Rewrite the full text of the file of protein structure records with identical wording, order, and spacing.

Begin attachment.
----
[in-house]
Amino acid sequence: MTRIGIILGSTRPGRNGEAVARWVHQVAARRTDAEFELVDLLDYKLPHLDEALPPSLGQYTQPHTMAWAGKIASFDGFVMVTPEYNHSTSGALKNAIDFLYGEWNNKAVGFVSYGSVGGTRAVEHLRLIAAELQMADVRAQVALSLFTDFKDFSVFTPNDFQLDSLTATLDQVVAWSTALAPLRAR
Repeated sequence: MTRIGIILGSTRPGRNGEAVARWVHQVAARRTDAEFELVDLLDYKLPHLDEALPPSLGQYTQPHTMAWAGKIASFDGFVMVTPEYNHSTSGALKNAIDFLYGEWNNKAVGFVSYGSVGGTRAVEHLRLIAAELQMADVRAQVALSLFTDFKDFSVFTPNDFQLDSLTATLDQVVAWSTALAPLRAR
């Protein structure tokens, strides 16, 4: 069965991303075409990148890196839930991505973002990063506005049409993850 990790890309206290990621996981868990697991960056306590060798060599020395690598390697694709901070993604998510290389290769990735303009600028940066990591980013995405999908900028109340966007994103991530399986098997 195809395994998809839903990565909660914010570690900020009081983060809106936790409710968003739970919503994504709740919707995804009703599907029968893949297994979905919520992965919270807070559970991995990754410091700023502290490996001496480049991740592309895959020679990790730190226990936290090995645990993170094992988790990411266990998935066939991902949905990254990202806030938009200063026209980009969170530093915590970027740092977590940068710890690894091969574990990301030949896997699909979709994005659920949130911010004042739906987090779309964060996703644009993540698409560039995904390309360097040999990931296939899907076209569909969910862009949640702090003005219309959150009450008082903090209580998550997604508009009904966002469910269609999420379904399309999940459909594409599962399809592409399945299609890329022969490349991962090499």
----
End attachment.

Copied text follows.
[in-house]
Amino acid sequence: MTRIGIILGSTRPGRNGEAVARWVHQVAARRTDAEFELVDLLDYKLPHLDEALPPSLGQYTQPHTMAWAGKIASFDGFVMVTPEYNHSTSGALKNAIDFLYGEWNNKAVGFVSYGSVGGTRAVEHLRLIAAELQMADVRAQVALSLFTDFKDFSVFTPNDFQLDSLTATLDQVVAWSTALAPLRAR
Repeated sequence: MTRIGIILGSTRPGRNGEAVARWVHQVAARRTDAEFELVDLLDYKLPHLDEALPPSLGQYTQPHTMAWAGKIASFDGFVMVTPEYNHSTSGALKNAIDFLYGEWNNKAVGFVSYGSVGGTRAVEHLRLIAAELQMADVRAQVALSLFTDFKDFSVFTPNDFQLDSLTATLDQVVAWSTALAPLRAR
């Protein structure tokens, strides 16, 4: 069965991303075409990148890196839930991505973002990063506005049409993850 990790890309206290990621996981868990697991960056306590060798060599020395690598390697694709901070993604998510290389290769990735303009600028940066990591980013995405999908900028109340966007994103991530399986098997 195809395994998809839903990565909660914010570690900020009081983060809106936790409710968003739970919503994504709740919707995804009703599907029968893949297994979905919520992965919270807070559970991995990754410091700023502290490996001496480049991740592309895959020679990790730190226990936290090995645990993170094992988790990411266990998935066939991902949905990254990202806030938009200063026209980009969170530093915590970027740092977590940068710890690894091969574990990301030949896997699909979709994005659920949130911010004042739906987090779309964060996703644009993540698409560039995904390309360097040999990931296939899907076209569909969910862009949640702090003005219309959150009450008082903090209580998550997604508009009904966002469910269609999420379904399309999940459909594409599962399809592409399945299609890329022969490349991962090499």